Dominguez argued that, as a matter of law, the State Offense did not constitute the requisite crime of violence under § 2L1.2(b)(1)(A)(ii). He did, however, concede that he merited an 8–level enhancement under § 2L1.2(b)(1)(C) because his previous conviction was an aggravated felony. Thus, according to Dominguez, his total offense level should be 13. Under Dominguez's proposed treatment, his Guidelines range would be 24 to 30 months' imprisonment.

After the Government and Probation filed written responses to Dominguez's objection, the district court heard argument at Dominguez's sentencing hearing on July 8, 2014. The court overruled Dominguez's objection because the occupant of a building “will surely feel threatened by the physical force that [has] intruded” from a defendant who shoots at the building. J.A. 75 (quoting United States v. Cortez–Arias, 403 F.3d 1111, 1116 (9th Cir.2005), abrogated by Fernandez–Ruiz v. Gonzales, 466 F.3d 1121, 1132 (9th Cir.2006) (en banc)). Thus, the court imposed the 16–level enhancement, producing an advisory Guidelines range of 57 to 71 months' imprisonment.

The district court then heard argument on how to fashion a proper sentence. Although Dominguez's counsel believed that a sentence in the Guidelines range would be greater than necessary, J.A. 76, the Government “submit[ted] that a guideline sentence would be appropriate” and twice asked the court to “consider somewhere around the mid range to the high end of the guideline range.” J.A. 81. In turn, the court sentenced Dominguez in the middle of the Guidelines range: 65 months' imprisonment. In announcing the sentence, the court posited that 65 months' imprisonment is the “only” sentence “that sends the message that the defendant will be punished for his actions and his conduct, that he must respect the law, that his dangerousness must be mitigated, and he cannot come back into this country.” J.A. 84.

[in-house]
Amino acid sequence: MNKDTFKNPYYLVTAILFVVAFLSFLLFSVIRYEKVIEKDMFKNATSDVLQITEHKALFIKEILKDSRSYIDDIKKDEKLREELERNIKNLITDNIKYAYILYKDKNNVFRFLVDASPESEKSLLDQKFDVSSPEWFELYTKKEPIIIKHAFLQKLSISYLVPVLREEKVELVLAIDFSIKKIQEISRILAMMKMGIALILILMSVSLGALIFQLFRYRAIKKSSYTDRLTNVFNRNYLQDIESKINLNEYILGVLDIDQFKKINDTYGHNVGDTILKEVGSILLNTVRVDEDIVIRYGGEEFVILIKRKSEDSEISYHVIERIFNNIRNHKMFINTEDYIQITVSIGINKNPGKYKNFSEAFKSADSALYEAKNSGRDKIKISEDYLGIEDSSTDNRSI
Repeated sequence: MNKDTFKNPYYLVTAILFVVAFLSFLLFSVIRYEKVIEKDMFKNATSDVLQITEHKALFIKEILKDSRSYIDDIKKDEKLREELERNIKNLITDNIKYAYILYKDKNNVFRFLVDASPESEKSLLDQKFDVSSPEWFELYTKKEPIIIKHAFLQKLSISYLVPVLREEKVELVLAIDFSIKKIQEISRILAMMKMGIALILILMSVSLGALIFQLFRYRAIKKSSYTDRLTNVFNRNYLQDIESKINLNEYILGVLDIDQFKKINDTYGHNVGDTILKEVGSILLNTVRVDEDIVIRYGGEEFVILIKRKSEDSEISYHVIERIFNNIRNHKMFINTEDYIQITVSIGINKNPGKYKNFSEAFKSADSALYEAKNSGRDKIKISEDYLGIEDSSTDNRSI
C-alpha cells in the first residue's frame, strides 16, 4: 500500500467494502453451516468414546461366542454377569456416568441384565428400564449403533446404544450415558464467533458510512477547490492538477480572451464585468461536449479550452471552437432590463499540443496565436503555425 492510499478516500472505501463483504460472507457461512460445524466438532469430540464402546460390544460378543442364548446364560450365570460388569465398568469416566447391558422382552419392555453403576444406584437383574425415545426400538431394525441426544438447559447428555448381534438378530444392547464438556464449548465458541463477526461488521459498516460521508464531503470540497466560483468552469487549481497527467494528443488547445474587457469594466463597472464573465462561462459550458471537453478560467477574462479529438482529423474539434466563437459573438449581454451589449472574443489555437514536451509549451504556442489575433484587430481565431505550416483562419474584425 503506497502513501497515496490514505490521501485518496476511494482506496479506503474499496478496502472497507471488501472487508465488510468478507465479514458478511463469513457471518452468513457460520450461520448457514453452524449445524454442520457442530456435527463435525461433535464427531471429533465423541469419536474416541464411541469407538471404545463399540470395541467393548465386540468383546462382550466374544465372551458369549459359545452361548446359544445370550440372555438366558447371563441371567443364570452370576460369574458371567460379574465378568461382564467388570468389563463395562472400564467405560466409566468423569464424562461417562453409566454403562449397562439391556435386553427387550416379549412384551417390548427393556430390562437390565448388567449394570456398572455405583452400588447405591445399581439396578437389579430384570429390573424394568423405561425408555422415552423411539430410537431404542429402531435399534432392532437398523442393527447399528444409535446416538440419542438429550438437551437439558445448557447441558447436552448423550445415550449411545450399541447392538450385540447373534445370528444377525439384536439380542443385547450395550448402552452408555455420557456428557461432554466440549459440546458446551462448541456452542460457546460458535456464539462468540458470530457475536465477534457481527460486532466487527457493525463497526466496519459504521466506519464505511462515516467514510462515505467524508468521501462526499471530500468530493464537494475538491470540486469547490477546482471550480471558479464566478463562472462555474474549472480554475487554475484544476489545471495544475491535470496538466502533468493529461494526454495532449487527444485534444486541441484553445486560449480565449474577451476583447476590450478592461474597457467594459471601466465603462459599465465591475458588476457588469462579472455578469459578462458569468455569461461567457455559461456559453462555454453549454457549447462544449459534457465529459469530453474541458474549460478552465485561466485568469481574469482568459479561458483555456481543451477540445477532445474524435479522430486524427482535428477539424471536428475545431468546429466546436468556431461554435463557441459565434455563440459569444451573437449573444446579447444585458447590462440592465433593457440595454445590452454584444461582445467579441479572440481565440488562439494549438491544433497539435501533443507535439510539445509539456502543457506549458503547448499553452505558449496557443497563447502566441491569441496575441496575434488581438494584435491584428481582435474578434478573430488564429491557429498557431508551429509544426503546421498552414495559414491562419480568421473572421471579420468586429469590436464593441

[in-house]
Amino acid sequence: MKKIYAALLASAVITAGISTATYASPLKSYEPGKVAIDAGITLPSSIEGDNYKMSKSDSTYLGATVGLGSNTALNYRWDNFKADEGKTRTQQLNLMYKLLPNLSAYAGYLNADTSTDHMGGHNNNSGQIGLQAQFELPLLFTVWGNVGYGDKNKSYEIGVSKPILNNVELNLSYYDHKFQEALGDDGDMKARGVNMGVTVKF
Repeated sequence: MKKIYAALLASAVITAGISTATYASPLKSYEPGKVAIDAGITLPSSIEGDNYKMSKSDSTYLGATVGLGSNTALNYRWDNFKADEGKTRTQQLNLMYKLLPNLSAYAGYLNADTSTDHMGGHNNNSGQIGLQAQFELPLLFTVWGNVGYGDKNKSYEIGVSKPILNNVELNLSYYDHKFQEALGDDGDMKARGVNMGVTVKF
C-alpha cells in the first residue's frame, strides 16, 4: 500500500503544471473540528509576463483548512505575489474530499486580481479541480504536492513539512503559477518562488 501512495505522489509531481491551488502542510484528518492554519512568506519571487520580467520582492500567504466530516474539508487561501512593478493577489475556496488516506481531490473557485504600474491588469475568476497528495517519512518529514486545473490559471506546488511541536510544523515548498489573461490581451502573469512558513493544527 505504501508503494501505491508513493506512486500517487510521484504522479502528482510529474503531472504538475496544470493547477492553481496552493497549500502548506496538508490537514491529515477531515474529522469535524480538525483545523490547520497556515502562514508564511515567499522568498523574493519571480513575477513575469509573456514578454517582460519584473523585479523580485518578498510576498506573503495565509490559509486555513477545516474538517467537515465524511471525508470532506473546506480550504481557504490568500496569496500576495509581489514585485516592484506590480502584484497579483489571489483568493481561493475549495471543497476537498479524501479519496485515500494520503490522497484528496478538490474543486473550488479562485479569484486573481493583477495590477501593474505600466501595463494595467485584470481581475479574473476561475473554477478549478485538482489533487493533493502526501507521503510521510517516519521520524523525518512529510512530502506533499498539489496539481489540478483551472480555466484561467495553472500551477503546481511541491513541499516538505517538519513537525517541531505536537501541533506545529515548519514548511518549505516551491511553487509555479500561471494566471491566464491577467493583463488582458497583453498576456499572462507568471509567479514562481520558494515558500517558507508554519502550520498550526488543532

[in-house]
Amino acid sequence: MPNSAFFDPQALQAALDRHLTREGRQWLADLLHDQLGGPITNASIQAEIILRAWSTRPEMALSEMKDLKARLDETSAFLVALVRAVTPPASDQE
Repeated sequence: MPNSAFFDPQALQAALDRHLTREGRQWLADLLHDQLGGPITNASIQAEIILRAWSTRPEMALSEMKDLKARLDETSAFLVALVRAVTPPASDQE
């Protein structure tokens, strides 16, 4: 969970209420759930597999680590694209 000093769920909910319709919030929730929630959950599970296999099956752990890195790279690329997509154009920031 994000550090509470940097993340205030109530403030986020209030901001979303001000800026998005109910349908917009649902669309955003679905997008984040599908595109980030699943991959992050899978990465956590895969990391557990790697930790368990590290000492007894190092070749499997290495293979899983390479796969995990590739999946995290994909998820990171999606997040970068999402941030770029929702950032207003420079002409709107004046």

The day after sentencing, the district court memorialized its decision in a nine-page memorandum opinion. After noting the lack of binding precedent, the court relied heavily on the holding of an unpublished Fourth Circuit decision to conclude that the State Offense is a crime of violence. United States v. Wilkerson, 492 Fed.Appx. 447, 449 (4th Cir.2012) (per curiam). The court reiterated its line of reasoning from the sentencing hearing that the act of shooting would inherently threaten any building inhabitants.

Dominguez timely appealed, claiming his sentence is three years longer than what a properly calculated Guidelines range would suggest is appropriate.


This appeal centers on one major issue: Does the state offense of discharging a firearm into an occupied building under N.C.G.S.A. § 14–34.1(a) constitute a crime of violence for federal sentencing purposes under U.S.S.G. § 2L1.2 ? We review this issue de novo. United States v. Henriquez, 757 F.3d 144, 147 (4th Cir.2014).

Even if we hold that the North Carolina offense is not a crime of violence, and thus that the district court committed procedural error, we may still affirm Dominguez's 65–month term of imprisonment if we find that the error did not affect his sentence. United States v. Gomez–Jimenez, 750 F.3d 370, 382 (4th Cir.2014). As discussed below, we find that the State Offense is not a crime of violence, and that the district court's conclusion to the contrary was not harmless.


First, we assess whether the State Offense is a crime of violence under § 2L1.2. To answer this question, we apply the so-called “categorical approach” set forth in Taylor v. United States, 495 U.S. 575, 110 S.Ct. 2143, 109 L.Ed.2d 607 (1990), and recently clarified in Descamps v. United States, ––– U.S. ––––, 133 S.Ct. 2276, 186 L.Ed.2d 438 (2013).3 “Under that approach, we consider only the elements of the statute of conviction rather than the defendant's conduct underlying the offense.” Omargharib v. Holder, 775 F.3d 192, 196 (4th Cir.2014). If the State Offense has the same elements as for a “crime of violence” as defined in § 2L1.2, then Dominguez's prior conviction is a predicate offense under that section. Id. But if the State Offense “sweeps more broadly” by criminalizing more conduct than is captured under § 2L1.2(b)(1)(A)(ii), then the State Offense is not a qualifying offense. Id. (quoting Descamps, 133 S.Ct. at 2283 ). In essence, we must compare the contours of a “crime of violence” under § 2L1.2 with the breadth of conduct proscribed by N.C.G.S.A. § 14–34.1(a).

We begin with § 2L1.2, which states that a 16–level enhancement applies if “the defendant previously was deported ... after ... a conviction for a felony that is ... a crime of violence.” U.S.S.G. § 2L1.2(b)(1)(A)(ii). The text of § 2L1.2 does not expressly define the phrase “crime of violence.” But the application note clarifies that the phrase contemplates any offense “under federal, state, or local law that has as an element the use, attempted use, or threatened use of physical force against the person of another.” Id. § 2L1.2(b)(1) cmt. n. 1(B)(iii). This so-called “use-of-force clause” serves as the sole basis with which the Government argues that the State Offense is a crime...